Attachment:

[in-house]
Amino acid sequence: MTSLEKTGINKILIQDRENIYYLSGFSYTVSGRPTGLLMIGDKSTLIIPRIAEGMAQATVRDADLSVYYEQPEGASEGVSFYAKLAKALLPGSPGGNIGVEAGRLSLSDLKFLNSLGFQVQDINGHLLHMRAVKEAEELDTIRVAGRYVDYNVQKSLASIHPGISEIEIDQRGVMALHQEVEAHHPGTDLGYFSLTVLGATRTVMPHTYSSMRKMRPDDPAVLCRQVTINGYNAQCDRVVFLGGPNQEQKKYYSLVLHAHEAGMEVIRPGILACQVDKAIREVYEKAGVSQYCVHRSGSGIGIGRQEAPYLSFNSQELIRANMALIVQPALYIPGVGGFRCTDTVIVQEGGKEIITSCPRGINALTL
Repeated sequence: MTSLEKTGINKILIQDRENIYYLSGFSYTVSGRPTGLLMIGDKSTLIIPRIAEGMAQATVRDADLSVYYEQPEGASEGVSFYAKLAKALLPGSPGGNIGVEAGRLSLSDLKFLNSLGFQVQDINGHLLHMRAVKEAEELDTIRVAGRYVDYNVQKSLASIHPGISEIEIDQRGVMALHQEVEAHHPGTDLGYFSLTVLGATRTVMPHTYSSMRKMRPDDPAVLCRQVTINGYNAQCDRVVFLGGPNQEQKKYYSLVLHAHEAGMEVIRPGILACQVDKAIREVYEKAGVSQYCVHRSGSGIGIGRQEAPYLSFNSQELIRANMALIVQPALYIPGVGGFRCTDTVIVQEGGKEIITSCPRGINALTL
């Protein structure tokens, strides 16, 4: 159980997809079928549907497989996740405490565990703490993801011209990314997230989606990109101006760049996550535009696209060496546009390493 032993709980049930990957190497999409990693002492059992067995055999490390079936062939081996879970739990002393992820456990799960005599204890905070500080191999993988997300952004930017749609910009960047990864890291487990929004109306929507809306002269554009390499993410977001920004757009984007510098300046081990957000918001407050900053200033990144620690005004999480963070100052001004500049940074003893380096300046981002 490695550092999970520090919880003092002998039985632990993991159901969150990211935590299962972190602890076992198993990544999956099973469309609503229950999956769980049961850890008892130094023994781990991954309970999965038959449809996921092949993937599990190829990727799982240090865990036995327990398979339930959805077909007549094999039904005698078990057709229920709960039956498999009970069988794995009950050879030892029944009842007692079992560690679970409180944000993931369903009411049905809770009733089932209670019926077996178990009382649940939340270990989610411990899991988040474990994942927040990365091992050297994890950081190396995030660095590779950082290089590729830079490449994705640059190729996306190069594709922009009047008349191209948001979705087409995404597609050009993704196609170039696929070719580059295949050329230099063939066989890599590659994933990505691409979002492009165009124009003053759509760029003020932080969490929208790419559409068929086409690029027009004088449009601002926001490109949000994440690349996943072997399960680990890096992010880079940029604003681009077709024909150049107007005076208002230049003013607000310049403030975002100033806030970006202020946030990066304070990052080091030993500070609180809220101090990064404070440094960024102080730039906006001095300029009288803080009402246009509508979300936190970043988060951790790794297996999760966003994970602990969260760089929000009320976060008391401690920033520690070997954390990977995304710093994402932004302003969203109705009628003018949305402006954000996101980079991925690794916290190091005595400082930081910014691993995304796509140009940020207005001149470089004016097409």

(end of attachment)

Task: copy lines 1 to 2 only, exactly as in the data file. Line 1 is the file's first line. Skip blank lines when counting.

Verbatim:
[in-house]
Amino acid sequence: MTSLEKTGINKILIQDRENIYYLSGFSYTVSGRPTGLLMIGDKSTLIIPRIAEGMAQATVRDADLSVYYEQPEGASEGVSFYAKLAKALLPGSPGGNIGVEAGRLSLSDLKFLNSLGFQVQDINGHLLHMRAVKEAEELDTIRVAGRYVDYNVQKSLASIHPGISEIEIDQRGVMALHQEVEAHHPGTDLGYFSLTVLGATRTVMPHTYSSMRKMRPDDPAVLCRQVTINGYNAQCDRVVFLGGPNQEQKKYYSLVLHAHEAGMEVIRPGILACQVDKAIREVYEKAGVSQYCVHRSGSGIGIGRQEAPYLSFNSQELIRANMALIVQPALYIPGVGGFRCTDTVIVQEGGKEIITSCPRGINALTL